Life-Threatening Bloat in Dogs and What You Should Know

MEDICAL DISCLAIMER: The content provided in this post is intended to be for informational use purposes only and does not constitute the providing of medical advice, judgment, diagnosis, or treatment. Please seek out and only take medical advice from your veterinarian.

We’ve all seen it. We’ve cried to it.

Marley & Me, the book and film featuring Owen Wilson, Jennifer Aniston, and the wild dog named Marley who gets himself into hilarious situations.

The movie is full of laughs, family fun, friendship, and then takes a heart-wrenching turn when Marley develops a deadly condition called Gastric Dilatation and Volvulus (GDV), most commonly known as “bloat.”

Stay with me.

It hurts to talk about animals being in pain.

However, I feel that it's my responsibility as a dog mom to educate pet parents of Virginia Beach so that you’re prepared to make life saving decisions, should the unfortunate time ever come.

Also known as “stomach twist,” GDV is a life-threatening situation in which the stomach swells up with gas and then twists on itself. In this situation, the dog must immediately be rushed to the vet for life saving emergency surgery to untwist the stomach.

Vets aren’t really sure why it happens, just that it most often occurs in larger dogs, such as Great Danes, Great Pyrenees, German Shepherds, Golden Retrievers - although it can happen in in any size of breed.

It often happens when the dog eats or drinks a lot very quickly then is excessively active, according to

A daily walking client of mine here in Virginia Beach brought this topic up to me as well as her veterinarian at her dog’s latest checkup.

Tina is the proud dog mom of Azzie, a sweet, handsome large mixed breed, and is concerned about the possible risk of Bloat.

Her veterinarian recommended he undergo voluntary prophylactic gastropexy surgery as a preventative procedure in attempt to avoid potential stomach twist risk. Getting this done will basically join the stomach to the inner wall of the body so that it cannot twist. Interestingly enough, as I researched this topic, I found this surgery to be suggested from multiple sources.

Petmd goes onto suggest that there are possible ways to prevent bloat before it becomes an issue and that you should discuss it with your veterinarian.

Things they recommend you do to help prevent Bloat :

  • Try feeding several small meals each day rather than a heaping portion for every meal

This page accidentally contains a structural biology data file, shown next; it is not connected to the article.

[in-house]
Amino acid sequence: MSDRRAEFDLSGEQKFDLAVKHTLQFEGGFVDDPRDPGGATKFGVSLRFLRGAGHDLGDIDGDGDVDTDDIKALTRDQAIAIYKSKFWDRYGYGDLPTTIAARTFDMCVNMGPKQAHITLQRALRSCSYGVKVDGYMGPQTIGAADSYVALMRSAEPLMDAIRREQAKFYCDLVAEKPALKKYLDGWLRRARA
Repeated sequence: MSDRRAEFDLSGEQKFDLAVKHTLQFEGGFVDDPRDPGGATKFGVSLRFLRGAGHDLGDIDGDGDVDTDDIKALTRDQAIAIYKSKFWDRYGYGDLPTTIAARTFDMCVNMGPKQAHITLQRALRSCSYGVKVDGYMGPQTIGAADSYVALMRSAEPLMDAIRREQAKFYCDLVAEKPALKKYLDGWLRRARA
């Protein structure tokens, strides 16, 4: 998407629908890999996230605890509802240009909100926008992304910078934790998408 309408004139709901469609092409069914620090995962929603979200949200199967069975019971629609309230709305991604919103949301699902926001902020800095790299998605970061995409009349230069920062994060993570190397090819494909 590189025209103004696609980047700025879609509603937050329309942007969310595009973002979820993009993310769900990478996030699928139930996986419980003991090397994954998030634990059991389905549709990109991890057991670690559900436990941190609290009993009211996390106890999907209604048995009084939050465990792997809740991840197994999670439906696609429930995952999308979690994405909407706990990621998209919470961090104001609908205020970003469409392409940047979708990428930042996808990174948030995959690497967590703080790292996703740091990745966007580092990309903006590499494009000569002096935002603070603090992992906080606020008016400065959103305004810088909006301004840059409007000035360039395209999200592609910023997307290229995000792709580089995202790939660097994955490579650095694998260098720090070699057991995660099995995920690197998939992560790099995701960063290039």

• Do NOT feed from an elevated food bowl. This one interested me in particular because I’d always thought it was better for their necks & backs.

  • Feeding meals in maze dog food bowls is a good idea. This helps the dog to consume at a less rapid pace, as well as engages his brain as he figures out how to get the bits out.

  • Offer water at all times so they aren’t tempted to drink it dry all at once.

  • Try to reduce stress, especially around feeding time. Don’t get your dog super excited about mealtime. Calmly have them sit before providing a meal.

There are a few symptoms you can look out for. If you see them, do see your veterinarian immediately. We recommend going to Blue Pearl Emergency Pet Hospital at 364 S Independence Blvd in Virginia Beach (have someone call to let them know you’re on your way so they can prep for emergency surgery).

Symptoms to look out for -

  • Breathing complications

  • Appearance of a swollen stomach area

  • Drooling & Panting

  • Sounds that indicate the animal may be in pain

  • Dry heaving

  • Pacing or restless behavior recommends an over the counter medication to keep on hand in the event of a bloat emergency: Gas-X. While it can be used on the way to the animal emergency hospital in the beginning stages of Bloat, really all it can do is maybe buy you some time.

Bloat is a life-threatening emergency that requires life saving surgery and you’ll have no time to lose to get your best friend to the veterinary hospital.

I know this is a lot of info to digest - enough to make your head spin!

If you have a larger breed, please talk to your veterinarian at your dog’s next checkup and see what they have to say about Bloat and whether keeping Gas-X on hand is a good idea for your pet, as well as what the recommended dosage should be for your dog if such a tragic case arose.

I have so many larger breed dog pals that I love & work with every day who I thought of while writing this post. Aslan, Cooper, Lily, Phoebe, Charlie, Eddie just to name a few ;)

Talk to your vet about Bloat. It could potentially save your animal’s life.

Take care,

The Paw Love Barker- A Pet Parenting Blog

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